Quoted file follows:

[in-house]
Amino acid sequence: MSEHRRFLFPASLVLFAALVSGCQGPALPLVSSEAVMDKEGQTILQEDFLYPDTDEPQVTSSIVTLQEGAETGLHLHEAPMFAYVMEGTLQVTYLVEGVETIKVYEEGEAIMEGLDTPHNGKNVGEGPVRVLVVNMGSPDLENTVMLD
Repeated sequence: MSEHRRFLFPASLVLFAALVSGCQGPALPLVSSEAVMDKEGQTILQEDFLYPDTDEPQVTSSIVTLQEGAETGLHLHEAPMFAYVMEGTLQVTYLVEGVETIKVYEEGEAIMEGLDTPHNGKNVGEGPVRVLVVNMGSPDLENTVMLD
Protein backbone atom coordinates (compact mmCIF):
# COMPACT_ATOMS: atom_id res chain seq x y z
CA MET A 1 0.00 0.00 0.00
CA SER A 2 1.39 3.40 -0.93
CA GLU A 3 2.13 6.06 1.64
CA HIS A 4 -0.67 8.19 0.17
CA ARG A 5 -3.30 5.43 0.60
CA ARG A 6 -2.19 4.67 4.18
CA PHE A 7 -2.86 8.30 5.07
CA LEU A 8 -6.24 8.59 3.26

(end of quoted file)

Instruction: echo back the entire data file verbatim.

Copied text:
[in-house]
Amino acid sequence: MSEHRRFLFPASLVLFAALVSGCQGPALPLVSSEAVMDKEGQTILQEDFLYPDTDEPQVTSSIVTLQEGAETGLHLHEAPMFAYVMEGTLQVTYLVEGVETIKVYEEGEAIMEGLDTPHNGKNVGEGPVRVLVVNMGSPDLENTVMLD
Repeated sequence: MSEHRRFLFPASLVLFAALVSGCQGPALPLVSSEAVMDKEGQTILQEDFLYPDTDEPQVTSSIVTLQEGAETGLHLHEAPMFAYVMEGTLQVTYLVEGVETIKVYEEGEAIMEGLDTPHNGKNVGEGPVRVLVVNMGSPDLENTVMLD
Protein backbone atom coordinates (compact mmCIF):
# COMPACT_ATOMS: atom_id res chain seq x y z
CA MET A 1 0.00 0.00 0.00
CA SER A 2 1.39 3.40 -0.93
CA GLU A 3 2.13 6.06 1.64
CA HIS A 4 -0.67 8.19 0.17
CA ARG A 5 -3.30 5.43 0.60
CA ARG A 6 -2.19 4.67 4.18
CA PHE A 7 -2.86 8.30 5.07
CA LEU A 8 -6.24 8.59 3.26